1. Earliest time for filing a request. The earliest time for submitting a request for relief under IRC 66 (other than a request for equitable relief from unpaid tax) is the date the requesting spouse receives notification of an audit or a letter or notice from the Service stating that there may be an outstanding liability with regard to that year. Request for equitable relief from unpaid tax can be filed with the tax return or after the return is filed. Treas. Reg. 1.66-4(j). Premature claims will not be considered. Treas. Reg. 1.66-4(j)(2)(iii).

  2. Latest time for filing a request. Requests for relief under section 66, except for requests for equitable relief under IRC 66(c), can be filed no later than 6 months before the statute of limitations on assessment expires with respect to the nonrequesting spouse’s year subject to the request. If, however, the examination begins during that six month period, the request must be filed within 30 days of the commencement of the examination. Treas. Reg. 1.66-4(j)(2)(i). Requests for equitable relief for unpaid tax must be filed no later than two years after the date of the Service's first collection activity after July 22, 1998, with respect to the requesting spouse. Treas. Reg. 1.6015-5(b)(1). The Court of Appeals for the Seventh Circuit in Lantz v. Commissioner, --- F.3d ----, 2010 WL 2267046 (7th Cir. Jun 08, 2010) (NO. 09-3345) has held that the 2-year limitation period on claims for equitable relief under Treas. Reg. 1.6015-5(b)(1) is valid. Collection activity means an IRC 6330 (levy) notice; an offset of an overpayment of the requesting spouse against a liability under IRC 6402; the filing of a suit by the United States against the requesting spouse for the collection of the joint tax liability; or the filing of a claim by the United States in a court proceeding in which the requesting spouse is a party or which involves property of the requesting spouse. Collection activity does not include a notice of deficiency, the filing of a notice of tax lien or a demand for payment of the tax. Treas. Reg. 1.6015-5(2)(i).

  3. When the Secretary receives a request for relief from Federal income tax liability resulting from the operation of community property law under this section, the Service must send a notice to the nonrequesting spouse's last known address that informs the nonrequesting spouse of the requesting spouse's request for relief. The notice must provide the nonrequesting spouse with an opportunity to submit any information for consideration in determining whether to grant the requesting spouse relief from the Federal income tax liability resulting from the operation of community property law. The Service will share with each spouse the information submitted by the other spouse, unless the Service determines that the sharing of this information will impair tax administration. Treas. Reg. 1.66-4(k). As to what information might impair tax administration, coordinate with the Disclosure Office.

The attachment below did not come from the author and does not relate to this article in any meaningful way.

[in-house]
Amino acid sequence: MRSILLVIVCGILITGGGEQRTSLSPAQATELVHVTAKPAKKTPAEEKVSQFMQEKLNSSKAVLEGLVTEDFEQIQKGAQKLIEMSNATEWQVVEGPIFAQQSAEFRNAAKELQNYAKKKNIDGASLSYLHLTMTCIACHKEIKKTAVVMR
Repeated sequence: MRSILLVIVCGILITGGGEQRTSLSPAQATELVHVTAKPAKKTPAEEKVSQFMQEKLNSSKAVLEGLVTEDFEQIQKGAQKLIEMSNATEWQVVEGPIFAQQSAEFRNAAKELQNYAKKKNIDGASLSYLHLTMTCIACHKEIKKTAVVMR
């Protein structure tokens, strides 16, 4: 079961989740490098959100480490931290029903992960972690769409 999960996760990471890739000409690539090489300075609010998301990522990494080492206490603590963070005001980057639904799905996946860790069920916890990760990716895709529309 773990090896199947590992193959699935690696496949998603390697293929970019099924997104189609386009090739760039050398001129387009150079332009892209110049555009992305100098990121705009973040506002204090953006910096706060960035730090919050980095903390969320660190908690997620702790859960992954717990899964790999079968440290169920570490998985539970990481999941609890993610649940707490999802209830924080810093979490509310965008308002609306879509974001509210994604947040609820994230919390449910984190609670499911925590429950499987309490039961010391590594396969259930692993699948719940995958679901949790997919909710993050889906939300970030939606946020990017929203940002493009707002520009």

25.18.3.16  (03-04-2011)
Refunds Under IRC 66

  1. There are no limitations on refunds within IRC 66. Other limitations in the Code, such as IRM 6511, may apply. See, e.g., IRM 28.18.3.3, Effect of Innocent Spouse Relief.

  2. With respect to equitable relief, the allowability of refunds depends on whether the equitable relief involves an underpayment or a deficiency.

    1. Deficiency Cases. In a case involving a deficiency, a requesting spouse is eligible for a refund of certain payments made pursuant to an installment agreement that the requesting spouse entered into with the Service, if the requesting spouse has not defaulted on the installment agreement. Only installment payments made after the date the requesting spouse filed the request for relief are eligible for refund. Additionally, the requesting spouse must establish that he or she provided the funds for which he or she seeks a refund. A requesting spouse is not in default if the Service did not issue a notice of default to the requesting spouse or take any action to terminate the installment agreement.

    2. Underpayment Cases. In a case involving an underpayment of income tax, a requesting spouse is eligible for a refund of separate payments that he or she made after July 22, 1998, if the requesting spouse establishes that he or she provided the funds used to make the payment for which he or she seeks a refund. A requesting spouse is not eligible for refunds of payments made with the joint return, joint payments, or payments that the nonrequesting spouse made. See Rev. Proc. 2003-61, 2003-32 I.R.B. 296.

25.18.3.17  (02-15-2005)
Judicial Review of Denial of IRC 66 Relief

  1. Denial of IRC 66 relief (including equitable relief) in a deficiency proceeding is subject to judicial review. Beck v. Commissioner, T.C. Memo. 2001-198. The standard is abuse of discretion. Bernal v. Commissioner, 120 T.C. 102 (2003).

  2. IRC 66 does not contain a specific grant of Tax Court jurisdiction similar to IRC 6015(e). The Tax Court cannot review denial of IRC 66 relief in a "stand alone" proceeding. A stand alone case is one where the issue is raised in connection with the denial of IRC 66 relief without a determination of a deficiency. An erroneous statement in an IRS notice that the Tax Court can review a determination will not give the Tax Court jurisdiction. Bernal v. Commissioner, 120 T.C. 102 (2003).

Exhibit 25.18.3-1 
IRC 66 Pro Forma Checksheets and Workpapers for Examiners